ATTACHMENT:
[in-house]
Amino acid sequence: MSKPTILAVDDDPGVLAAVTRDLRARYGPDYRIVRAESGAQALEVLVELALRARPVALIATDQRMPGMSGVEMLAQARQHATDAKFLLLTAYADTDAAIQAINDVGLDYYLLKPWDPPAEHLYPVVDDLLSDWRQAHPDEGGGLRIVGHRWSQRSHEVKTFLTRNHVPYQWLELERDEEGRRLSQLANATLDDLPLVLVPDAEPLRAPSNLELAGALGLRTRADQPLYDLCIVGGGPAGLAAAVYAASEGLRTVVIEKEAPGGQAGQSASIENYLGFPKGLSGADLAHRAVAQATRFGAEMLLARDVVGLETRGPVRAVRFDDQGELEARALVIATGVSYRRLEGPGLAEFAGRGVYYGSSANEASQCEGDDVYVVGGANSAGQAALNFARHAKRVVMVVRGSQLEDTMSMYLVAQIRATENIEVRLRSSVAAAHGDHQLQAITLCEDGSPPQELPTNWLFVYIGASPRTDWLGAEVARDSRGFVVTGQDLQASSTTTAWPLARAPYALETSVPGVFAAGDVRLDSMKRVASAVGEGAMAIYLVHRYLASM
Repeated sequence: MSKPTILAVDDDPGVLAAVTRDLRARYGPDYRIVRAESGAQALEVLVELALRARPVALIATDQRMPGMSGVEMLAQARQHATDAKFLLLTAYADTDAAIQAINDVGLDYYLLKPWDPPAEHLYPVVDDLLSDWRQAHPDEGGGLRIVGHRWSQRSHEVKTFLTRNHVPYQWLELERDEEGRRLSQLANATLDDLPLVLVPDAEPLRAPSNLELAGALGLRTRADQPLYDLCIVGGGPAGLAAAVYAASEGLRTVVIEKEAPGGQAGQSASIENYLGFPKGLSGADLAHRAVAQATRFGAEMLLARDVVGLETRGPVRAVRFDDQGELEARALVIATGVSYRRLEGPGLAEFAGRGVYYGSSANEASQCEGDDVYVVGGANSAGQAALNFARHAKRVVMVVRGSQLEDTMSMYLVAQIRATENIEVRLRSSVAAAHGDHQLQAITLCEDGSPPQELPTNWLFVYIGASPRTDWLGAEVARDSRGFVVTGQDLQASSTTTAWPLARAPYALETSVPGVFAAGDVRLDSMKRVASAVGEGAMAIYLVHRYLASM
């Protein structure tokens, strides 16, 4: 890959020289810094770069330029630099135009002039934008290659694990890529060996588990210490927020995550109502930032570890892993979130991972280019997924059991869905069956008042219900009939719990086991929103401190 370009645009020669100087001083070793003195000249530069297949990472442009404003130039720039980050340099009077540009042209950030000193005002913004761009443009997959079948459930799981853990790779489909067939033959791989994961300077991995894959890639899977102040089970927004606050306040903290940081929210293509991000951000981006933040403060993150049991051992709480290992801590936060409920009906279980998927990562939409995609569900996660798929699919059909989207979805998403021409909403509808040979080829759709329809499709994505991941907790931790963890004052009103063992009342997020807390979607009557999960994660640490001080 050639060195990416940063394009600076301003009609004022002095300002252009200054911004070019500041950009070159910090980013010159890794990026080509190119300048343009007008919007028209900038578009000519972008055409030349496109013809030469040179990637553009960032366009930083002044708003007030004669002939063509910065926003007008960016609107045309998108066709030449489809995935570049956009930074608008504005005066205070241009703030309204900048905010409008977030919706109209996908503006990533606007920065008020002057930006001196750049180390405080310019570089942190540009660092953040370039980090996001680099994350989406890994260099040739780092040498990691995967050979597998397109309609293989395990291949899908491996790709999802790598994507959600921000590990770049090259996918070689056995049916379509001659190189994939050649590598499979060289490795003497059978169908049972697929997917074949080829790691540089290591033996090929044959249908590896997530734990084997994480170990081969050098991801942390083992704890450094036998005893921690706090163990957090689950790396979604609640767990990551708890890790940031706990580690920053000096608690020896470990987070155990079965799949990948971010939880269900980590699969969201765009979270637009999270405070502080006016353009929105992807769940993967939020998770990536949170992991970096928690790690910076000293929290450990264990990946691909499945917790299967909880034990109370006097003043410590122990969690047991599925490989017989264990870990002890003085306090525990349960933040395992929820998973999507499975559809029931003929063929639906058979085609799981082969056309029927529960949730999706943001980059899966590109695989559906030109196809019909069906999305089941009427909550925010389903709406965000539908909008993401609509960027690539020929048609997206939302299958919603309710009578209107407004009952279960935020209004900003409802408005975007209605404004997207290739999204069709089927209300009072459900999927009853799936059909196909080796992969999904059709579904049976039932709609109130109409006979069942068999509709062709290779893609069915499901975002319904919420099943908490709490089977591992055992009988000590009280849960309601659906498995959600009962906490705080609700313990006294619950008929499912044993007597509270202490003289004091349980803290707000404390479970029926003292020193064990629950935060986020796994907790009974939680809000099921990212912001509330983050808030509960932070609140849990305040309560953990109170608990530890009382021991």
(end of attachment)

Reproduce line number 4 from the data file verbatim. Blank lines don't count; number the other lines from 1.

């Protein structure tokens, strides 16, 4: 890959020289810094770069330029630099135009002039934008290659694990890529060996588990210490927020995550109502930032570890892993979130991972280019997924059991869905069956008042219900009939719990086991929103401190 370009645009020669100087001083070793003195000249530069297949990472442009404003130039720039980050340099009077540009042209950030000193005002913004761009443009997959079948459930799981853990790779489909067939033959791989994961300077991995894959890639899977102040089970927004606050306040903290940081929210293509991000951000981006933040403060993150049991051992709480290992801590936060409920009906279980998927990562939409995609569900996660798929699919059909989207979805998403021409909403509808040979080829759709329809499709994505991941907790931790963890004052009103063992009342997020807390979607009557999960994660640490001080 050639060195990416940063394009600076301003009609004022002095300002252009200054911004070019500041950009070159910090980013010159890794990026080509190119300048343009007008919007028209900038578009000519972008055409030349496109013809030469040179990637553009960032366009930083002044708003007030004669002939063509910065926003007008960016609107045309998108066709030449489809995935570049956009930074608008504005005066205070241009703030309204900048905010409008977030919706109209996908503006990533606007920065008020002057930006001196750049180390405080310019570089942190540009660092953040370039980090996001680099994350989406890994260099040739780092040498990691995967050979597998397109309609293989395990291949899908491996790709999802790598994507959600921000590990770049090259996918070689056995049916379509001659190189994939050649590598499979060289490795003497059978169908049972697929997917074949080829790691540089290591033996090929044959249908590896997530734990084997994480170990081969050098991801942390083992704890450094036998005893921690706090163990957090689950790396979604609640767990990551708890890790940031706990580690920053000096608690020896470990987070155990079965799949990948971010939880269900980590699969969201765009979270637009999270405070502080006016353009929105992807769940993967939020998770990536949170992991970096928690790690910076000293929290450990264990990946691909499945917790299967909880034990109370006097003043410590122990969690047991599925490989017989264990870990002890003085306090525990349960933040395992929820998973999507499975559809029931003929063929639906058979085609799981082969056309029927529960949730999706943001980059899966590109695989559906030109196809019909069906999305089941009427909550925010389903709406965000539908909008993401609509960027690539020929048609997206939302299958919603309710009578209107407004009952279960935020209004900003409802408005975007209605404004997207290739999204069709089927209300009072459900999927009853799936059909196909080796992969999904059709579904049976039932709609109130109409006979069942068999509709062709290779893609069915499901975002319904919420099943908490709490089977591992055992009988000590009280849960309601659906498995959600009962906490705080609700313990006294619950008929499912044993007597509270202490003289004091349980803290707000404390479970029926003292020193064990629950935060986020796994907790009974939680809000099921990212912001509330983050808030509960932070609140849990305040309560953990109170608990530890009382021991």